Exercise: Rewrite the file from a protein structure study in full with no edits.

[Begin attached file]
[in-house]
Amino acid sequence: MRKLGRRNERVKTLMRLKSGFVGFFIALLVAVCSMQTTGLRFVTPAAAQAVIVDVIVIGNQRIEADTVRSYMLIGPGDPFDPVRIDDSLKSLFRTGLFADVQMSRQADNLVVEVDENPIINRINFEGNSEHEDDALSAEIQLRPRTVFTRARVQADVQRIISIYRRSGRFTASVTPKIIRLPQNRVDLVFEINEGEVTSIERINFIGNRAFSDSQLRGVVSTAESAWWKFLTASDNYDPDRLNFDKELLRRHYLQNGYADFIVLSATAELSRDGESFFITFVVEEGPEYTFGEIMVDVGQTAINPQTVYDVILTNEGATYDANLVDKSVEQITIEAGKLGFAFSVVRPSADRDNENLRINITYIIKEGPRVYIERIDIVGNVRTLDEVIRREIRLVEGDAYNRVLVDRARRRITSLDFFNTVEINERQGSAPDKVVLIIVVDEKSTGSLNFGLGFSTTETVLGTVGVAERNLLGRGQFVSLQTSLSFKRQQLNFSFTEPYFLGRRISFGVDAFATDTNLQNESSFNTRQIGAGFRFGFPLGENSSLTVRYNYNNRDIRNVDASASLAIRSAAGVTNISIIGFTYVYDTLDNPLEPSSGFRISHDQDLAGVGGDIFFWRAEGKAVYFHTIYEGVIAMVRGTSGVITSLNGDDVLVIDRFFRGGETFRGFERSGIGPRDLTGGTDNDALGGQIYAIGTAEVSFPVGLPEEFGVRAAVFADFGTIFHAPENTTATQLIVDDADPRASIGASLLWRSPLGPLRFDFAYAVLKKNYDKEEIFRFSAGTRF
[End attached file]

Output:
[in-house]
Amino acid sequence: MRKLGRRNERVKTLMRLKSGFVGFFIALLVAVCSMQTTGLRFVTPAAAQAVIVDVIVIGNQRIEADTVRSYMLIGPGDPFDPVRIDDSLKSLFRTGLFADVQMSRQADNLVVEVDENPIINRINFEGNSEHEDDALSAEIQLRPRTVFTRARVQADVQRIISIYRRSGRFTASVTPKIIRLPQNRVDLVFEINEGEVTSIERINFIGNRAFSDSQLRGVVSTAESAWWKFLTASDNYDPDRLNFDKELLRRHYLQNGYADFIVLSATAELSRDGESFFITFVVEEGPEYTFGEIMVDVGQTAINPQTVYDVILTNEGATYDANLVDKSVEQITIEAGKLGFAFSVVRPSADRDNENLRINITYIIKEGPRVYIERIDIVGNVRTLDEVIRREIRLVEGDAYNRVLVDRARRRITSLDFFNTVEINERQGSAPDKVVLIIVVDEKSTGSLNFGLGFSTTETVLGTVGVAERNLLGRGQFVSLQTSLSFKRQQLNFSFTEPYFLGRRISFGVDAFATDTNLQNESSFNTRQIGAGFRFGFPLGENSSLTVRYNYNNRDIRNVDASASLAIRSAAGVTNISIIGFTYVYDTLDNPLEPSSGFRISHDQDLAGVGGDIFFWRAEGKAVYFHTIYEGVIAMVRGTSGVITSLNGDDVLVIDRFFRGGETFRGFERSGIGPRDLTGGTDNDALGGQIYAIGTAEVSFPVGLPEEFGVRAAVFADFGTIFHAPENTTATQLIVDDADPRASIGASLLWRSPLGPLRFDFAYAVLKKNYDKEEIFRFSAGTRF